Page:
+ By Emmy Nicklin  + Photos by John Bildahl

You’ve probably seen it—a line of legs, dressed in crisp, Navy whites, all in a row, all with neatly laced shoes, all male, save one. There, in the middle, bare and crossed with just the right tilt, is a pair of female cadet legs. Navy Legs is a striking and powerful image with a nod to refined pop and curiosity, a trademark of John Bildahl photography.

With more than 40 years of experience shooting everything from products to yachts to fashion to fine art, it’s hard to believe that Bildahl’s photography career began serendipitously, in the Fiji duty-free shop, while he was en route to Australia. There, the 18-year-old bought his very first camera, a Mamiya-Sekor 35mm, before enrolling at the University of Sydney and taking pictures for the school newspaper. “I did more of that than go to class, actually,” he says.

Eventually, Bildahl finished his undergraduate and graduate degrees stateside before heading to New York City to work with fashion photographer megastars Hiro and Dick Frank while shooting product still life—that is, creatively depicting inanimate subject matter—for 10 years. “That was back when New York was raw,” says Bildahl with a glint in his eye, “dangerous and fun.” When asked why he left, Bildahl laughs. “I wanted to live to be older . . . I saw a limit to my capacity to endure the concrete, the jungle there.”

And so he left the concrete in favor of water—an element he’d always been drawn to ever since spending childhood summers on the Rappahannock River near Montross, Virginia. When he moved to Annapolis, more than 30 years ago, Bildahl immediately started taking pictures of yachts. “I’ve always loved being on the water. I grew up with boats. Little boats, big boats, boats with motors, boats without motors.” His work has appeared in almost every boating magazine imaginable—Yachting, Sail, Cruising World, Power & Motoryacht, PassageMaker, Boating, Chesapeake Bay Magazine, Soundings, WoodenBoat . . . the list goes on. He estimates that he’s shot more than 100 covers for Chesapeake Bay Magazine alone.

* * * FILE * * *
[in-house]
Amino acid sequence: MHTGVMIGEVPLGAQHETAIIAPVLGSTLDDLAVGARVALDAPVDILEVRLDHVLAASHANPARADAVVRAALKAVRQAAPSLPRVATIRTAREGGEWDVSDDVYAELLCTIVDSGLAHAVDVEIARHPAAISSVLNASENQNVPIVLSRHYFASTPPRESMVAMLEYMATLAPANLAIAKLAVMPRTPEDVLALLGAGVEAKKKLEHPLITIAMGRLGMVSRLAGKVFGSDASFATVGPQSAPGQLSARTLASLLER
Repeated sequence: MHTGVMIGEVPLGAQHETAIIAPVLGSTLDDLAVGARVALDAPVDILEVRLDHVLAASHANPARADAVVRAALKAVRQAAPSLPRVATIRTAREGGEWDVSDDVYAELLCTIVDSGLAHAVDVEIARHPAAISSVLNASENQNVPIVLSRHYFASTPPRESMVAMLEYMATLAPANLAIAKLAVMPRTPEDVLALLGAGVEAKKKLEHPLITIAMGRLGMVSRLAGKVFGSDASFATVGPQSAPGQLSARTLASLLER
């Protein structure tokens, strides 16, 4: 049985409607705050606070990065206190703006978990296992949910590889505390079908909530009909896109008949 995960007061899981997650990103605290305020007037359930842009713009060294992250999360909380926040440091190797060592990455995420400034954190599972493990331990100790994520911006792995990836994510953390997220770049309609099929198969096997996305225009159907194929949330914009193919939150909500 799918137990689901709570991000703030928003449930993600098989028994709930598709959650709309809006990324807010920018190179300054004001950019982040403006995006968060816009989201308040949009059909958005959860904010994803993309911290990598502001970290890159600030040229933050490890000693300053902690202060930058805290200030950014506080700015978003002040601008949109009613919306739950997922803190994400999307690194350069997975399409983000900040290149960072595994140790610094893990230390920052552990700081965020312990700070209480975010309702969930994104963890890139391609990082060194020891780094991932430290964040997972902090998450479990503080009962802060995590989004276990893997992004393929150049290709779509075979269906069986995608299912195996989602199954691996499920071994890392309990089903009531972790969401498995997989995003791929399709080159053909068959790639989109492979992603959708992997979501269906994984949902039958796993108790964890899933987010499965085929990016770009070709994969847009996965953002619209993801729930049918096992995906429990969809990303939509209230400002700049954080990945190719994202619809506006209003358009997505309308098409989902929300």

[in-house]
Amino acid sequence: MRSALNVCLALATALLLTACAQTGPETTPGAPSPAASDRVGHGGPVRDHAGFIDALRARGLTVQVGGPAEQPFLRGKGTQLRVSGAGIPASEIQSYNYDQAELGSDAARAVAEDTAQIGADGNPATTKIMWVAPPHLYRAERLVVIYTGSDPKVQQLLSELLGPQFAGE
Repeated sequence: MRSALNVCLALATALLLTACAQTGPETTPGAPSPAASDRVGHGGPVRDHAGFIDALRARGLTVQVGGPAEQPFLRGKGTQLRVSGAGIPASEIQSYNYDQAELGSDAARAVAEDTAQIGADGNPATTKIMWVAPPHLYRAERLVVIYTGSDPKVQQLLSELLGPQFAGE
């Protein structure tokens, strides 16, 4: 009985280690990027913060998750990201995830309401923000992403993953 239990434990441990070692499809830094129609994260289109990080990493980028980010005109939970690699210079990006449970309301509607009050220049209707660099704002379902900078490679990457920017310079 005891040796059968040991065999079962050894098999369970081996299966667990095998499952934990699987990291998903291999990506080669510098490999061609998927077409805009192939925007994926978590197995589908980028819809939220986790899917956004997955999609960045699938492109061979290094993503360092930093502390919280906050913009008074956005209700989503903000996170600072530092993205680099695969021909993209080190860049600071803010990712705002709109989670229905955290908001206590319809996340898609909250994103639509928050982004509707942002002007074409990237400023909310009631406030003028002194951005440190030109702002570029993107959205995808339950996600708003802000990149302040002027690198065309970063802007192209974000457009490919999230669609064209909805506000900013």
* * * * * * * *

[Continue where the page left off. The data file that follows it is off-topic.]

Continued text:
When he’s not on the water, Bildahl shoots events and people. More recently, he’s been collaborating on creative projects such as his latest with advertising legend Alan Weitzman (Up.St.ART spring 2017 issue). With Bildahl as photographer and Weitzman as the subject clad in dusty cowboy attire, the two have created another, grittier world through a photo series featuring a character of their own creation: Alamo Joe. In one image, Alamo Joe is presented in dramatic light on a dilapidated chair in the old abandoned barbershop of Philadelphia’s Eastern State Penitentiary. “It’s an amazing image,” says Weitzman. “You can’t see the face in it. It becomes the archetypal image of the American cowboy.”

Bildahl draws inspiration from photo icons Walker Evans and Richard Avedon, and their straightforward way of looking at things. “Pictures don’t always have to be pretty,” he says, “but they just have to be really desirable and suck you in . . . I have a taste for the bizarre and the grit and the underbelly.” 

Weitzman adds, with affection and admiration for his friend, “John has an acute sense of curiosity. Creative people always do.” That curiosity and the need to explore are fundamental to Bildahl’s work. “I’m going out with my radar for curiosity wide open,” he says of his creative process, which he later refers to as “trolling for serendipity.” “I’m receptive to people I see and open to new situations that I never thought would be presented to me. And this can come in different forms and different ways . . . Can just be something when you get back home—you go, ‘Man, I’m glad I went out because that happened.’”

In all his years of shooting, Bildahl has not lost his wonder of and joy for the craft. If anything, he is even more curious, more energized, and more inspired than ever before. “I wake up every day and think about the same thing: photography. I think about it now, more than I ever have. And I’m really excited about that . . . I don’t know where it’s all going, but [I know] it’ll be a good trip.”

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